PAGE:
The influence of coincidental vascular pathology on symptomatology and course of Alzheimer’s disease

  • F. Pasquier
  • D. Leys
  • P. Scheltens
Part of the Journal of Neural Transmission. Supplementa book series (NEURAL SUPPL, volume 54)


The aim of this review is to determine the influence of coincidental cerebrovascular pathology on the symptomatology and course of Alzheimer’s disease (AD). The link between stroke and AD is probably higher than expected by chance for the following reasons: (i) both pathologies share genetic risk factors such as the ε4 allele of the apolipoprotein E gene; (ii) AD patients have changes in the brain vessels that may lead to either ischemic or hemorrhagic stroke or white matter changes or both; (iii) there is evidence of an increased risk of stroke in AD patients; (iv) there is evidence of a frequent association of AD and stroke at autopsy. Because of the summation of the various types of lesions, stroke lesions may lead to an increase progression of cognitive decline in AD patients. Recognition of a vascular component in a dementia syndrome is therefore useful for the management of AD patients. Whether an optimal management of risk factors for stroke may delay the clinical expression of dementia in patients with preclinical Alzheimer pathology should be evaluated.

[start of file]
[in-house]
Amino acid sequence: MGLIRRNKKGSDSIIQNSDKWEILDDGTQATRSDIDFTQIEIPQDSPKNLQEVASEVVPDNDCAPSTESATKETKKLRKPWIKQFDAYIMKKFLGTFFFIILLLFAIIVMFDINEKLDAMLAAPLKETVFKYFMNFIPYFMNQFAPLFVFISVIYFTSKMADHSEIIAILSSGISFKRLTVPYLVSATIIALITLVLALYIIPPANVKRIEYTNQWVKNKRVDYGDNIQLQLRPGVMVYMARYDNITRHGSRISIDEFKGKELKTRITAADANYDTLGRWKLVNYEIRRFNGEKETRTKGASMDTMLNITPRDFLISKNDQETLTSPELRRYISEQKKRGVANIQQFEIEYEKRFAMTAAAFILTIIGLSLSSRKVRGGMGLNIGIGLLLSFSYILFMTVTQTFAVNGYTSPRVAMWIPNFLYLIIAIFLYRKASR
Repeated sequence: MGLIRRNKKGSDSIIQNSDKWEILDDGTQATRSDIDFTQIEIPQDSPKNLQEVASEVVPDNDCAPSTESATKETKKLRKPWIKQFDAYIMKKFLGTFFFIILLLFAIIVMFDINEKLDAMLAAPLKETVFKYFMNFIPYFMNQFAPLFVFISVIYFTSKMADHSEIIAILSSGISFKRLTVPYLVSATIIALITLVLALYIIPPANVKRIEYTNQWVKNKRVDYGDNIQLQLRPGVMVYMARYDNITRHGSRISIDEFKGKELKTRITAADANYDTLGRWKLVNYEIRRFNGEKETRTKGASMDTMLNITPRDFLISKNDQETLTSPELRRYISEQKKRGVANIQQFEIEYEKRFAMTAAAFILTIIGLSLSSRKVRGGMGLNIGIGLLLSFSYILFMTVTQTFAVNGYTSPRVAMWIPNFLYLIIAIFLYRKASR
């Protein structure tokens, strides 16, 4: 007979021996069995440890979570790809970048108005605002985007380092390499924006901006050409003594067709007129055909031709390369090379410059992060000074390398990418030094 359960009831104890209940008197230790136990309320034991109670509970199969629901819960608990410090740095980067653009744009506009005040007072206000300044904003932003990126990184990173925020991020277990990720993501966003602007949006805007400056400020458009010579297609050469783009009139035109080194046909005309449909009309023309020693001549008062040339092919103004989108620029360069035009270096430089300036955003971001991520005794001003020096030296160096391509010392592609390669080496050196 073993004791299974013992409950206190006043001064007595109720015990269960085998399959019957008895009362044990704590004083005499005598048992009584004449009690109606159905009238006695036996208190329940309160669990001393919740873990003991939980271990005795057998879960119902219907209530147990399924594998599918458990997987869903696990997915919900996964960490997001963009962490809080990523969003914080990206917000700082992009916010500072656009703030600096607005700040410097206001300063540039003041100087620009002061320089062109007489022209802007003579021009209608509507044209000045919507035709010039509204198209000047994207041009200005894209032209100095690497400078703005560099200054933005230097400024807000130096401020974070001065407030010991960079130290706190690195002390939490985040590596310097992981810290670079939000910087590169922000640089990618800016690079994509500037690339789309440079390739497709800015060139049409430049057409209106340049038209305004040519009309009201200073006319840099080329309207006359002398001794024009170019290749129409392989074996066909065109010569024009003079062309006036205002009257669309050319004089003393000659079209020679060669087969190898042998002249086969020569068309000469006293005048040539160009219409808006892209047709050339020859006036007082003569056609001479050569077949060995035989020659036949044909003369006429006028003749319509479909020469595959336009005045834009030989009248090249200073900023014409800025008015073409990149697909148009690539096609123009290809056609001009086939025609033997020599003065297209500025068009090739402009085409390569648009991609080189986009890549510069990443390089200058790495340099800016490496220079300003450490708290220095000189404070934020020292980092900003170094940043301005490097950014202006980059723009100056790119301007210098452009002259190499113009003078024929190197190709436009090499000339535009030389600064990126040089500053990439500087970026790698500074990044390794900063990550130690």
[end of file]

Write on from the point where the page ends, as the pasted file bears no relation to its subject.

Stroke Patient Vascular Dementia White Matter Lesion Cerebral Amyloid Angiopathy White Matter Hyperintensities 
These keywords were added by machine and not by the authors. This process is experimental and the keywords may be updated as the learning algorithm improves.


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Copyright information

© Springer-Verlag/Wien 1998

Authors and Affiliations

  • F. Pasquier
    • 1
  • D. Leys
    • 2
  • P. Scheltens
    • 3
  1. 1.Memory, Department of NeurologyUniversity of LilleFrance
  2. 2.Stroke Units, Department of NeurologyUniversity of LilleFrance
  3. 3.Department of NeurologyAcademisch Ziekenhuis Vrije UniversiteitAmsterdamThe Netherlands

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